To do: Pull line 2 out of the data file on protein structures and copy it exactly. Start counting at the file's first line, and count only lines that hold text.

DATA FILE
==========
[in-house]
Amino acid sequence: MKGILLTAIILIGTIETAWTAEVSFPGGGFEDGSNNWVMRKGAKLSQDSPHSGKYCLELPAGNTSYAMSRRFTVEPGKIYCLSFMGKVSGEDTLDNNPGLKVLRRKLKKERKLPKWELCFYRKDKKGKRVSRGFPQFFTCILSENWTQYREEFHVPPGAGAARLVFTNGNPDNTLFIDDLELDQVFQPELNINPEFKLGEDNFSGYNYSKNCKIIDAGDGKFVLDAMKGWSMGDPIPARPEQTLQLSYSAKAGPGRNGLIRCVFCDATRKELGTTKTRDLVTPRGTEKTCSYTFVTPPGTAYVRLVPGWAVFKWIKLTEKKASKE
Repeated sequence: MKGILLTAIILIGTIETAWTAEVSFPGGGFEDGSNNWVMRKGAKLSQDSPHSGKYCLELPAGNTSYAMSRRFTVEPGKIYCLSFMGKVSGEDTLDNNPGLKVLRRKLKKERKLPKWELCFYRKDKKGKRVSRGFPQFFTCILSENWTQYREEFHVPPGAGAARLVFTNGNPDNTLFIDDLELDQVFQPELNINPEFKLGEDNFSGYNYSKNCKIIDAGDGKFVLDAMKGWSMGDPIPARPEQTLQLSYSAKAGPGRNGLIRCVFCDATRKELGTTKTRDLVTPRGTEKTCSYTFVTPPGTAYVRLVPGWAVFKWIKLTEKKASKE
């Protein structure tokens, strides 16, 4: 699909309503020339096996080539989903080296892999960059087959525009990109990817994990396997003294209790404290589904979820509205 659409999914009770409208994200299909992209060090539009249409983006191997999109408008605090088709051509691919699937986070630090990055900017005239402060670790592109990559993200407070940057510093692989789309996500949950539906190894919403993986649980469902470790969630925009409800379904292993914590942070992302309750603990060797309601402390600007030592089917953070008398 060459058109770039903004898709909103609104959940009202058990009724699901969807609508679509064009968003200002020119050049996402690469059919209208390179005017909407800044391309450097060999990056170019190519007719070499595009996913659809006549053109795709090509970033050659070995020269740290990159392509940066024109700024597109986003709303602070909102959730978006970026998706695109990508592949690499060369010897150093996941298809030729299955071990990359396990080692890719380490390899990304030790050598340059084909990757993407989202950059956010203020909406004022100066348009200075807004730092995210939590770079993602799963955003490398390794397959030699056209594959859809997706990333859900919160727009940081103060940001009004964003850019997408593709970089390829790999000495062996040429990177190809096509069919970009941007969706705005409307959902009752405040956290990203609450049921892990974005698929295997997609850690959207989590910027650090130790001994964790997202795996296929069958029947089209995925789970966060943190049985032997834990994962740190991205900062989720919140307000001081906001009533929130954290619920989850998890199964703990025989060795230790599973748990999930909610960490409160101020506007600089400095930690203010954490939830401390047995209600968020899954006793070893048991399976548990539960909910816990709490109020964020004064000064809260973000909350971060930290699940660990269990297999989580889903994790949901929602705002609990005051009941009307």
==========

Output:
Amino acid sequence: MKGILLTAIILIGTIETAWTAEVSFPGGGFEDGSNNWVMRKGAKLSQDSPHSGKYCLELPAGNTSYAMSRRFTVEPGKIYCLSFMGKVSGEDTLDNNPGLKVLRRKLKKERKLPKWELCFYRKDKKGKRVSRGFPQFFTCILSENWTQYREEFHVPPGAGAARLVFTNGNPDNTLFIDDLELDQVFQPELNINPEFKLGEDNFSGYNYSKNCKIIDAGDGKFVLDAMKGWSMGDPIPARPEQTLQLSYSAKAGPGRNGLIRCVFCDATRKELGTTKTRDLVTPRGTEKTCSYTFVTPPGTAYVRLVPGWAVFKWIKLTEKKASKE